Take a moment to think about each generation and you will get a better understanding of where their thought process comes from. Traditionalists grew up during the depression. They saw the sacrifices that their parent’s made and watched the Government create jobs and programs for the poor and elderly. They are patriotic and loyal.
Baby Boomers, on the other had different exposure. They grew up focused on self. Some studies even dub them the “me” generation. They grew up in the Birth Control Era and saw Women’s Liberation come to fruition. Many were anti establishment. Looking at them in the workplace we see them as having an identity that is aligned to their work. Many are loyal workaholics.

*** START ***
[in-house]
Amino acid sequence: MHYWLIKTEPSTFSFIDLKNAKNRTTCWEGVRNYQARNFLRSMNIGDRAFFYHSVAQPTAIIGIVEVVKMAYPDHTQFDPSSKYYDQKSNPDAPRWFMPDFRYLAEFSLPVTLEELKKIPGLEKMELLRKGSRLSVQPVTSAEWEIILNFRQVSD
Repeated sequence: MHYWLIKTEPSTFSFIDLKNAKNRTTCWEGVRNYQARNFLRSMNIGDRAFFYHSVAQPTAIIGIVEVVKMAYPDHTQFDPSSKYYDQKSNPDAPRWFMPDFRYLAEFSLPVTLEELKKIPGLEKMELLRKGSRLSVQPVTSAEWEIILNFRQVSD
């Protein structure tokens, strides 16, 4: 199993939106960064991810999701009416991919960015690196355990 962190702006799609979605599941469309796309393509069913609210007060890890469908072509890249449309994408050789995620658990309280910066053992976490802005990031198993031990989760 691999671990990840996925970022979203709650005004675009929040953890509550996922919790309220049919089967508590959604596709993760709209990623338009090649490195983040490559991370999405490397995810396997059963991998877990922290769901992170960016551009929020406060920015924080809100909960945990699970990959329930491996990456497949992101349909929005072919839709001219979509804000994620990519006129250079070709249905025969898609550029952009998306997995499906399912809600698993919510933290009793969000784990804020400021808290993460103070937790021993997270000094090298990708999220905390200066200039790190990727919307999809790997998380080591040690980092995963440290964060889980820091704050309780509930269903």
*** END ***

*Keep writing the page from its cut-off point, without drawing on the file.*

Compare them to the Generation X folks who were the first generation to have less than their parents and know it. Many were latch key kids raised in single parent homes. They were taught that education was the key to success and they were the first mobile/ technological generation (think Walkman and really big cell phones). They lived in an era where technology changed quickly and job loss was rampant. They learned to always be ready for the rug to be pulled out from under them. In the workplace they see how they can fit any job because they have ‘”transferable skills” (even if they don’t). They have challenges with loyalty because they saw their parent’s lose jobs after 20-30 years of employment.